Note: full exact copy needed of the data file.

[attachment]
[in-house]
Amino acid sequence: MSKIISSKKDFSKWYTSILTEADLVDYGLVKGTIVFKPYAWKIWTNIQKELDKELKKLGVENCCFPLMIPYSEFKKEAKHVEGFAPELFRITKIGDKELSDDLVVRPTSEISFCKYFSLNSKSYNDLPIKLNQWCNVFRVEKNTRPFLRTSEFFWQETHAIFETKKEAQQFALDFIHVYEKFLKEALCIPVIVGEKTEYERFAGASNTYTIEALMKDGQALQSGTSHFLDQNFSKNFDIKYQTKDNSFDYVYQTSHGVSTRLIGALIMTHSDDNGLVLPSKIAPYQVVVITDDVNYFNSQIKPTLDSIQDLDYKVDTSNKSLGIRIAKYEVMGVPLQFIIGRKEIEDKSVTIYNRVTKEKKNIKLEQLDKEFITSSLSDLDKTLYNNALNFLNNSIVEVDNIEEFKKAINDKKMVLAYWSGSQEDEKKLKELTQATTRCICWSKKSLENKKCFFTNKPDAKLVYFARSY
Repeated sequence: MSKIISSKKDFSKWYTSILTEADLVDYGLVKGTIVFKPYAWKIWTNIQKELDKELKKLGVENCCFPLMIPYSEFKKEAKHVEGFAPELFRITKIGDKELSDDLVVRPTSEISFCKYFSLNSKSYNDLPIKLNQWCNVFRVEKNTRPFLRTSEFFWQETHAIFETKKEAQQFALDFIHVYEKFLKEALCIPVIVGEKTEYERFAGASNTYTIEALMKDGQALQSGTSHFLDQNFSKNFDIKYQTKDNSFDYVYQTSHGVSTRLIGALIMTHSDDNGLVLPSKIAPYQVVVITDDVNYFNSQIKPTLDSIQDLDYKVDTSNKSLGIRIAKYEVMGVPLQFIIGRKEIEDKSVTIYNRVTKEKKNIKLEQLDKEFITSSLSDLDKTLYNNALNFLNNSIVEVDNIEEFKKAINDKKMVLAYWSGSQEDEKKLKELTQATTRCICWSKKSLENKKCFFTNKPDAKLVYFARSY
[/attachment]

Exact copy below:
[in-house]
Amino acid sequence: MSKIISSKKDFSKWYTSILTEADLVDYGLVKGTIVFKPYAWKIWTNIQKELDKELKKLGVENCCFPLMIPYSEFKKEAKHVEGFAPELFRITKIGDKELSDDLVVRPTSEISFCKYFSLNSKSYNDLPIKLNQWCNVFRVEKNTRPFLRTSEFFWQETHAIFETKKEAQQFALDFIHVYEKFLKEALCIPVIVGEKTEYERFAGASNTYTIEALMKDGQALQSGTSHFLDQNFSKNFDIKYQTKDNSFDYVYQTSHGVSTRLIGALIMTHSDDNGLVLPSKIAPYQVVVITDDVNYFNSQIKPTLDSIQDLDYKVDTSNKSLGIRIAKYEVMGVPLQFIIGRKEIEDKSVTIYNRVTKEKKNIKLEQLDKEFITSSLSDLDKTLYNNALNFLNNSIVEVDNIEEFKKAINDKKMVLAYWSGSQEDEKKLKELTQATTRCICWSKKSLENKKCFFTNKPDAKLVYFARSY
Repeated sequence: MSKIISSKKDFSKWYTSILTEADLVDYGLVKGTIVFKPYAWKIWTNIQKELDKELKKLGVENCCFPLMIPYSEFKKEAKHVEGFAPELFRITKIGDKELSDDLVVRPTSEISFCKYFSLNSKSYNDLPIKLNQWCNVFRVEKNTRPFLRTSEFFWQETHAIFETKKEAQQFALDFIHVYEKFLKEALCIPVIVGEKTEYERFAGASNTYTIEALMKDGQALQSGTSHFLDQNFSKNFDIKYQTKDNSFDYVYQTSHGVSTRLIGALIMTHSDDNGLVLPSKIAPYQVVVITDDVNYFNSQIKPTLDSIQDLDYKVDTSNKSLGIRIAKYEVMGVPLQFIIGRKEIEDKSVTIYNRVTKEKKNIKLEQLDKEFITSSLSDLDKTLYNNALNFLNNSIVEVDNIEEFKKAINDKKMVLAYWSGSQEDEKKLKELTQATTRCICWSKKSLENKKCFFTNKPDAKLVYFARSY